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Fiji’s path to democracy

10 July 2011 1,243 No Comment
Jun 30, 2011

It has been noted in past and recent statements by Australia and New Zealand, that despite a recognition that Fiji has deep-seated problems of racism, corruption, and equality, inter alia in the electoral system that govern elections, they continue to insist on an “early return to democracy” in Fiji as an panacea to these problems.

The stubborn dogmatic insistence on “early elections” as an answer to all of Fiji’s deep-seated problems only reflects the lack of understanding by Australia and New Zealand of Fiji’s desire to return to a sustainable form of democracy.

Other countries within and outside of the Pacific region have recognised Fiji’s home-grown Roadmap to Democracy as a credible roadmap to achieve a sustainable democracy that will provide the best opportunities for all its citizens equally by addressing problems of the country head on through a reform process running concurrently with preparations for elections.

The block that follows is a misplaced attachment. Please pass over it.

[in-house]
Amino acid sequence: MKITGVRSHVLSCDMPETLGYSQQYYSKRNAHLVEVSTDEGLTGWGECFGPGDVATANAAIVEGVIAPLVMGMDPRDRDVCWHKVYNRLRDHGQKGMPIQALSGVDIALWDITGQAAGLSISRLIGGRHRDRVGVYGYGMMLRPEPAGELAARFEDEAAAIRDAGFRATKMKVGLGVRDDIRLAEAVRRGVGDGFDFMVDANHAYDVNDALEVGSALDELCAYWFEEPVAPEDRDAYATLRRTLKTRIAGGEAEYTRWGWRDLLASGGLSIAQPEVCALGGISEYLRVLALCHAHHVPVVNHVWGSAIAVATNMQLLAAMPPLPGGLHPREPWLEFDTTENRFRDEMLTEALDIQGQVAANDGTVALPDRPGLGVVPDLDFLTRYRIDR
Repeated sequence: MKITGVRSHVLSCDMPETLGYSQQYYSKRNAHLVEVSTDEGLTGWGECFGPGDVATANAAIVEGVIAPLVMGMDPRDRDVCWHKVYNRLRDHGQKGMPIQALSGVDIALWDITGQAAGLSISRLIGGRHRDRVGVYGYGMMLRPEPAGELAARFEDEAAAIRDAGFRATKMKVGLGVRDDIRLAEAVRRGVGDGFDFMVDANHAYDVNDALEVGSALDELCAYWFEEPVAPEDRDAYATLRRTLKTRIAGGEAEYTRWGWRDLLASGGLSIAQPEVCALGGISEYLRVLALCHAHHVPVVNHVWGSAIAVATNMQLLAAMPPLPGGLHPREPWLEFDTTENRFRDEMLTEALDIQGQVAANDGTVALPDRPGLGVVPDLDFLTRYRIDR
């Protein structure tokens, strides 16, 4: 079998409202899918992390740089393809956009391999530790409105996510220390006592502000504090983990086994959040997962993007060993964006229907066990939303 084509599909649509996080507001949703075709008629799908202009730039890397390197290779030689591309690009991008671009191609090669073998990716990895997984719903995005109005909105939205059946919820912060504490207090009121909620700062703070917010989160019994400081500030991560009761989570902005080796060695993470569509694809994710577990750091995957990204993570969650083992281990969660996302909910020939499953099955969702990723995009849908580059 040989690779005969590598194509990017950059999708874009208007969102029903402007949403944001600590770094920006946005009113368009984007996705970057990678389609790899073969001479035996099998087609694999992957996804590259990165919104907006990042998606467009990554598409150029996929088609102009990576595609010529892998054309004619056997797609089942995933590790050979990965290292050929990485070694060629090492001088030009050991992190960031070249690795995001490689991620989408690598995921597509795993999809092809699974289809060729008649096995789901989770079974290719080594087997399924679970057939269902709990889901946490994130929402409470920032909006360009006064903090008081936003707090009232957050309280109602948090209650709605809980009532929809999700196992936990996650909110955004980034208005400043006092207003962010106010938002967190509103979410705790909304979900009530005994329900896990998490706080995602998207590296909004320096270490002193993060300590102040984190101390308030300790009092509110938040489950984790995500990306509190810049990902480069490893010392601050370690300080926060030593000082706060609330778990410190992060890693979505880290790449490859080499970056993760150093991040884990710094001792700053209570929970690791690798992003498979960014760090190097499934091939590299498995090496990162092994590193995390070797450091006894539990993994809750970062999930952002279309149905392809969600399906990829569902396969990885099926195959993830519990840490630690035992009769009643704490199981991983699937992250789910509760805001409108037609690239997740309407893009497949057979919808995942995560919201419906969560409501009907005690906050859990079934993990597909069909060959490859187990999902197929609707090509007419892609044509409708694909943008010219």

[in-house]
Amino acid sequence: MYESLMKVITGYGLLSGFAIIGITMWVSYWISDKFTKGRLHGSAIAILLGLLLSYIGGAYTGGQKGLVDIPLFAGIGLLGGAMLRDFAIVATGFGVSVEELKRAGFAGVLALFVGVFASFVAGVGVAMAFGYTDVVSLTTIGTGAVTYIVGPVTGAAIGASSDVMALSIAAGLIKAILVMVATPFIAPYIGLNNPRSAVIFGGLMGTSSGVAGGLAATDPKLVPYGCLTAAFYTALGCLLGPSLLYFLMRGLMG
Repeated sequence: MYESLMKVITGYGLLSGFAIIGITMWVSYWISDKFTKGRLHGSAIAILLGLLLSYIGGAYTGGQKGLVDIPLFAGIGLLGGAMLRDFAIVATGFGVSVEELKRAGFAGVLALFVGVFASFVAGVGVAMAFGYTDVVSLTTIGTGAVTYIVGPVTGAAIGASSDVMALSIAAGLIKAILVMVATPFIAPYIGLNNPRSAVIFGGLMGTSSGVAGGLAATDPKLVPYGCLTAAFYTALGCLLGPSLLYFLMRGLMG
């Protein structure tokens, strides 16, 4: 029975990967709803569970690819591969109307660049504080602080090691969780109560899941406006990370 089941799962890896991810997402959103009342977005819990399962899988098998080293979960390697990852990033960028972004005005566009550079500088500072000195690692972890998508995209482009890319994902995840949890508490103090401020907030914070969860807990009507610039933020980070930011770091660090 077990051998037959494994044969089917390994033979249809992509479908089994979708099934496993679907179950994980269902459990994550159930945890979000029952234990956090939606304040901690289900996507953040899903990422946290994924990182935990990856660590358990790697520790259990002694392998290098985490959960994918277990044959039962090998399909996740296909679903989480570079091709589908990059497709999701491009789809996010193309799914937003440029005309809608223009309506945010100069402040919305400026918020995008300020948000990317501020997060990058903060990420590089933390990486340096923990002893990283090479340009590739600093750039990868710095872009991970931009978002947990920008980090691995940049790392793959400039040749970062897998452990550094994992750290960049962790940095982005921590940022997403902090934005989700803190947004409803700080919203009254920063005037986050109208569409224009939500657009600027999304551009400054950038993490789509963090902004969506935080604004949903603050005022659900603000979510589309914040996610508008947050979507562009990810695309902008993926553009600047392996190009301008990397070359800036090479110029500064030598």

The efforts of Australia and New Zealand to influence the words and actions of countries who recognise Fiji’s roadmap smacks of a superiority that assumes they know better than any other country what is good for Fiji, including Fiji itself, and runs roughshod over the notion of a partnership among equals.

Fiji will continue to adhere to its Roadmap of Democracy, which will result in the much-anticipated elections by September 2014.

Fiji calls on all partners in the international community to engage constructively with Fiji towards achieving these goals rather than standing on the sidelines and trying to dictate what they think is best for Fiji.

Statement by RATU INOKE KUBUABOLA
MINISTER FOR FOREIGN AFFAIRS & INTERNATIONAL COOPERATION


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